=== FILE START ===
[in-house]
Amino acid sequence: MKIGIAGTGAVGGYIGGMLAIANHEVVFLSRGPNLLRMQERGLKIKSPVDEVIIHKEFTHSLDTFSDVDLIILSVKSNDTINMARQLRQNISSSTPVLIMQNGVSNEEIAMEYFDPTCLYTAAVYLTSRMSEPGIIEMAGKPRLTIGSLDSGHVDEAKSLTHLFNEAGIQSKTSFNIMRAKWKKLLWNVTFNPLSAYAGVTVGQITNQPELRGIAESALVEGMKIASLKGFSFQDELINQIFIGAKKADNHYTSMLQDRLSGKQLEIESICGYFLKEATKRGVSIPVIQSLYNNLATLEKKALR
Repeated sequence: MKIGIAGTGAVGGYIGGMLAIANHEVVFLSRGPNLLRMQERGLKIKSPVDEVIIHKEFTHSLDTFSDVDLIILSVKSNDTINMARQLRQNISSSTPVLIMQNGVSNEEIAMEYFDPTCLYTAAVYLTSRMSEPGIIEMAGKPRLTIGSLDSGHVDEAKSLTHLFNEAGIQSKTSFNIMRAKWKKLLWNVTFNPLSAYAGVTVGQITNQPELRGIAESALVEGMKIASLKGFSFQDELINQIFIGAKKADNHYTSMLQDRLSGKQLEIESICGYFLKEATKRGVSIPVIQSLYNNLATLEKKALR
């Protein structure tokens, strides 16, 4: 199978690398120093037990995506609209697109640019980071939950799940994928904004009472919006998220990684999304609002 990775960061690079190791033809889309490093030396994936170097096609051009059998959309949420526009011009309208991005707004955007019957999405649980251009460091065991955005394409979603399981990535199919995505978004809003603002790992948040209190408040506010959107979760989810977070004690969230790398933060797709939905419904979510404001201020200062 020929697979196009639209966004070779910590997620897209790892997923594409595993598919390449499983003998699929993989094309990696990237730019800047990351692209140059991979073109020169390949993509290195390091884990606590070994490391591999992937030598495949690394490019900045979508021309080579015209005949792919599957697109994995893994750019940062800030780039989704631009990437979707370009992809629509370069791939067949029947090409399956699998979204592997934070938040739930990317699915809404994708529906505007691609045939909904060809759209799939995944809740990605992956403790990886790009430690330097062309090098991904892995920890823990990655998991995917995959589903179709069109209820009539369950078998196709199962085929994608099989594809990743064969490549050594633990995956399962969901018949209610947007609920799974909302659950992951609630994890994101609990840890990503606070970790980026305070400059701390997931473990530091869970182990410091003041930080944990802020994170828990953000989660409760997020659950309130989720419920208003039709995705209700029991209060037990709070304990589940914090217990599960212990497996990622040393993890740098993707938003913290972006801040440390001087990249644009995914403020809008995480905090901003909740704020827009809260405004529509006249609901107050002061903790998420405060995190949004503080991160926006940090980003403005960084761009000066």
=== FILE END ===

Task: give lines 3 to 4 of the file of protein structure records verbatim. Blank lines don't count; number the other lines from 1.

Repeated sequence: MKIGIAGTGAVGGYIGGMLAIANHEVVFLSRGPNLLRMQERGLKIKSPVDEVIIHKEFTHSLDTFSDVDLIILSVKSNDTINMARQLRQNISSSTPVLIMQNGVSNEEIAMEYFDPTCLYTAAVYLTSRMSEPGIIEMAGKPRLTIGSLDSGHVDEAKSLTHLFNEAGIQSKTSFNIMRAKWKKLLWNVTFNPLSAYAGVTVGQITNQPELRGIAESALVEGMKIASLKGFSFQDELINQIFIGAKKADNHYTSMLQDRLSGKQLEIESICGYFLKEATKRGVSIPVIQSLYNNLATLEKKALR
């Protein structure tokens, strides 16, 4: 199978690398120093037990995506609209697109640019980071939950799940994928904004009472919006998220990684999304609002 990775960061690079190791033809889309490093030396994936170097096609051009059998959309949420526009011009309208991005707004955007019957999405649980251009460091065991955005394409979603399981990535199919995505978004809003603002790992948040209190408040506010959107979760989810977070004690969230790398933060797709939905419904979510404001201020200062 020929697979196009639209966004070779910590997620897209790892997923594409595993598919390449499983003998699929993989094309990696990237730019800047990351692209140059991979073109020169390949993509290195390091884990606590070994490391591999992937030598495949690394490019900045979508021309080579015209005949792919599957697109994995893994750019940062800030780039989704631009990437979707370009992809629509370069791939067949029947090409399956699998979204592997934070938040739930990317699915809404994708529906505007691609045939909904060809759209799939995944809740990605992956403790990886790009430690330097062309090098991904892995920890823990990655998991995917995959589903179709069109209820009539369950078998196709199962085929994608099989594809990743064969490549050594633990995956399962969901018949209610947007609920799974909302659950992951609630994890994101609990840890990503606070970790980026305070400059701390997931473990530091869970182990410091003041930080944990802020994170828990953000989660409760997020659950309130989720419920208003039709995705209700029991209060037990709070304990589940914090217990599960212990497996990622040393993890740098993707938003913290972006801040440390001087990249644009995914403020809008995480905090901003909740704020827009809260405004529509006249609901107050002061903790998420405060995190949004503080991160926006940090980003403005960084761009000066």